The year without a summer
The year 1815 is probably best known for Napoleon’s defeat in the Battle of Waterloo. It is widely seen as a turning point in the history of Europe that ushered in an era of peace, material prosperity and technological progress.
But the Battle of Waterloo was not the only event of consequence that year. Two months prior to the Battle of Waterloo, across the world in the Dutch East Indies (now Indonesia), Mount Tambora erupted in what can aptly be called the Napoleon of Volcanic Eruptions.
Mount Etna volcanic eruption, Image courtesy: Associated Press
Napoleon of Volcanic Eruptions
On April 5, 1815 Mount Tambora was home to a colossal volcanic eruption that registered a VEI-7 on the Volcanic Eruption Index. VEI is a 9-point scale with values from 0-8, with VEI-8 representing a mega-colossal volcanic eruption. It is the only volcano in the last 750 years to register a VEI-7 and ejected billions of tons of debris and ash into the atmosphere with pyroclastic flows spreading to more than 20 km from the summit. The explosion was heard from 2600 km distance and caused pitch darkness till as far as 600 km! The eruption lasted for nearly 2 weeks reaching a peak on April 10 and also resulted in tsunami waves that struck the Indonesian islands. It resulted in nearly 100,000 human deaths from the immediate effects of the eruption alone.
Yet, that wasn’t the end of it.
Mount Tambora, Courtesy: NASA
Onset of the “Year Without a Summer”
The eruption of Mount Tambora resulted in a volcanic winter with average global temperatures dipping by 0.4-0.70C. Similar to a “nuclear winter”, volcanic winters are caused by sulfur dioxide, which gets converted to sulfuric acid and forms aerosols high up in the atmosphere. These aerosols block incoming solar radiation for years after the eruption. With Mount Tambora’s eruption releasing millions of tons of sulfur dioxide in the stratosphere, the consequences were felt all over the world. So much so that 1816, the year after Tambora’s eruption, is known as the Year Without a Summer. It is also known by other names such as “Poverty Year”, “Summer that Never Was” and “Eighteen Hundred and Froze to Death”.
In the summer and spring of 1816, eastern parts of U.S. witnessed a persistent “dry fog” that dimmed sunlight to such an extent that sunspots were visible to the naked eye. Ironically, the volcanic winter was at its most severe in the summer months. Several areas of U.S. and Canada experienced heavy snowfall with reports of half a foot of snow on June 6 in New England. Bitter frost caused major crop failures and caused prices of corn, wheat and other grains to rise sharply. The crop failure was further aggravated by the inaccessibility of roads and waterways due to the snow and severely affected the supply of food and firewood.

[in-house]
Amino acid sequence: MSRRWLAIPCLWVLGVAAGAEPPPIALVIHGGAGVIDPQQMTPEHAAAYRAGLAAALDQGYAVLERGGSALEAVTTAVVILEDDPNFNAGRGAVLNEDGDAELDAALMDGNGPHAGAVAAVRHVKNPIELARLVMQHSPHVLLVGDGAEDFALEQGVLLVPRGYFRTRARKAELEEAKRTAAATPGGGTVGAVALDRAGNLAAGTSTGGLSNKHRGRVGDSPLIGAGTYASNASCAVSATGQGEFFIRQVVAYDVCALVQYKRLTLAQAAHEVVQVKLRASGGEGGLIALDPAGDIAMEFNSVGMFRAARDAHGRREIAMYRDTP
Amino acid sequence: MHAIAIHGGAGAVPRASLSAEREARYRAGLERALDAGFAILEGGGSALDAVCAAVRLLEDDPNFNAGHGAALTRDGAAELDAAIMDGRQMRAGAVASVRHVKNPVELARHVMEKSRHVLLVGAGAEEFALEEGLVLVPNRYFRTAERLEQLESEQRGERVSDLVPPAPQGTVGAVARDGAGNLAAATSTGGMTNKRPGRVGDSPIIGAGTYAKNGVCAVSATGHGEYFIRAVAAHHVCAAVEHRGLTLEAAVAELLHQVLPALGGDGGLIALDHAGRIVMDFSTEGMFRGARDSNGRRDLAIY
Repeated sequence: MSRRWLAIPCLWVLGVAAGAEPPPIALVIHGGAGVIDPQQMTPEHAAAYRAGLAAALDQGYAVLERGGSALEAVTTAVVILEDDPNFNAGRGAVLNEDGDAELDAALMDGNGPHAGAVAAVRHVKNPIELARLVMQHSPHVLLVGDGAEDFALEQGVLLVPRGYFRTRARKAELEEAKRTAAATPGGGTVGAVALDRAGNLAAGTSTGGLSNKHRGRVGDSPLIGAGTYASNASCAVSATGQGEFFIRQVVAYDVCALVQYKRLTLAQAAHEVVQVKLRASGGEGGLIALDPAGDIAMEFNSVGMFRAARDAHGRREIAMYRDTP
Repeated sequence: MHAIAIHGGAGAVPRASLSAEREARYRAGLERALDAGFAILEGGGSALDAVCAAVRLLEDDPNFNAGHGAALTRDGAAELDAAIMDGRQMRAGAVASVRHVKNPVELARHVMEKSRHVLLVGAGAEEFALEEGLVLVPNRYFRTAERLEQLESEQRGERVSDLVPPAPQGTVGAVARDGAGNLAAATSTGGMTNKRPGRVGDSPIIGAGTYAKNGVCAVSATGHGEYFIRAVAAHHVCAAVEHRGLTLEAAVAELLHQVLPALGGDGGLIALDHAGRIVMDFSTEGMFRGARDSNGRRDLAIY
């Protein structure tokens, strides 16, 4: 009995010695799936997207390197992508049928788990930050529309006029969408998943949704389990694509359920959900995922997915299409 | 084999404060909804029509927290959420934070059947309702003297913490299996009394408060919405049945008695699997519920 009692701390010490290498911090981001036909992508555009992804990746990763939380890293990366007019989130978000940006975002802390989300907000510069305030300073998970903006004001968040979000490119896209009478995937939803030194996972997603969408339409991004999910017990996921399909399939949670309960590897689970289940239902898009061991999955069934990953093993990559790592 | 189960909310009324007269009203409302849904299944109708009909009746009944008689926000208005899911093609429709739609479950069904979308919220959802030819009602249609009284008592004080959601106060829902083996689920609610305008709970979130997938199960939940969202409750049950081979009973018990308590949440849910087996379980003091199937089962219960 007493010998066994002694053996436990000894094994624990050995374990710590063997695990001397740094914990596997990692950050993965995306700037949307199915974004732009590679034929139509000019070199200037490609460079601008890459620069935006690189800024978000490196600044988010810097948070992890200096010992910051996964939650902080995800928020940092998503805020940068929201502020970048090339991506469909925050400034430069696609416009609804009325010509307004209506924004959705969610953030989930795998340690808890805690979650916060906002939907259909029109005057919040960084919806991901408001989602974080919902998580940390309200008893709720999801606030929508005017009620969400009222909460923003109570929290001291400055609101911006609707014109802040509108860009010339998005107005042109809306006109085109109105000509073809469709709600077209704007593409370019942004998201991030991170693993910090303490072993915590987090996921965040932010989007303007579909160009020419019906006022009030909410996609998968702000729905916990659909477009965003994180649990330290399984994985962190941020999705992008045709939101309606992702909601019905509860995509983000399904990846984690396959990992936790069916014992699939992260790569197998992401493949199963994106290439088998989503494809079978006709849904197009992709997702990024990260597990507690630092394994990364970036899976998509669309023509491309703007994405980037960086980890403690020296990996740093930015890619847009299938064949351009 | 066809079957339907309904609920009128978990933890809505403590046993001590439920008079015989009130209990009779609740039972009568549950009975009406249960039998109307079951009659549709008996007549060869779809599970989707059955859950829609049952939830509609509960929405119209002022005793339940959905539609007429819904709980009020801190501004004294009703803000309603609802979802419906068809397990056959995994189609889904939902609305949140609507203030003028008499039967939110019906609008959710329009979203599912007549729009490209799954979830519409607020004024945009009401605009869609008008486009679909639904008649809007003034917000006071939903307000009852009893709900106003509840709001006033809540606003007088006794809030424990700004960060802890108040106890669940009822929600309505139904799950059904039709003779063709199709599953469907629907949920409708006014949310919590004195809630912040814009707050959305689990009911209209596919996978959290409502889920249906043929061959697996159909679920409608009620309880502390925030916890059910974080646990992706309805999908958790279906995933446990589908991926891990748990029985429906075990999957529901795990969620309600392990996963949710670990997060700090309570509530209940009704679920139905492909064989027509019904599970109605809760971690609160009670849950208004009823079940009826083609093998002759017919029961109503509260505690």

For a continent still recovering from the Napoleonic Wars, the timing of the eruption couldn’t have been worse. Cold temperatures, abnormal rainfall, storms and flooding of major rivers resulted in failed harvests, food shortages and famine in many countries including Britain, France, Germany and Ireland. Food prices rose dramatically and people took to demonstrations, rioting and looting in many European cities since the cause of the problems was unknown at the time.
Switzerland was forced to declare a national emergency because of the famine and violence. A major typhus epidemic broke out in Ireland between 1816 and 1819 taking an estimated 100,000 Irish lives. Hungary and Italy experienced red and brown snow as a result of volcanic ash in the atmosphere. Overall, the famine caused about 200,000 deaths in Europe and was the worst famine of 19th century Europe.
A year long winter (Indicative Image)
One of the biggest impact of Mount Tambora’s eruption was slowing the development of the Indian monsoon, the world’s largest weather season. This resulted in erratic weather during 1816-17 with the Indian subcontinent first experiencing drought and then unseasonal flooding. Not only did it devastate crop yields, but it also gave rise to a new and deadly strain of cholera that triggered an epidemic from Bengal to as far as Moscow!
In China, the cold weather resulted in summer snowfall & frost that destroyed rice crops and caused widespread famine. The monsoon disruption also resulted in devastating floods in the Yangtze valley. The failure of crops also resulted in opium growth by farmers to earn money and led to a boom in opium trade that continues till date.
- Crop failures and inability to feed horses led to research in new ways of horseless transportation leading to the invention of Laufmaschine, the first bicycle, by Karl Drais.
- The Arctic experienced the opposite effect and warmed up, thereby clearing enough sea ice to allow British explorers explore the region.
- Justus Von Liebeg, a German chemist, experienced the famine as a child and went on to study plant nutrition & introduced mineral fertilizers.
- The spectacular sunsets as a result of the eruption inspired many paintings at the time including J.M.W. Turner’s Chichester Canal.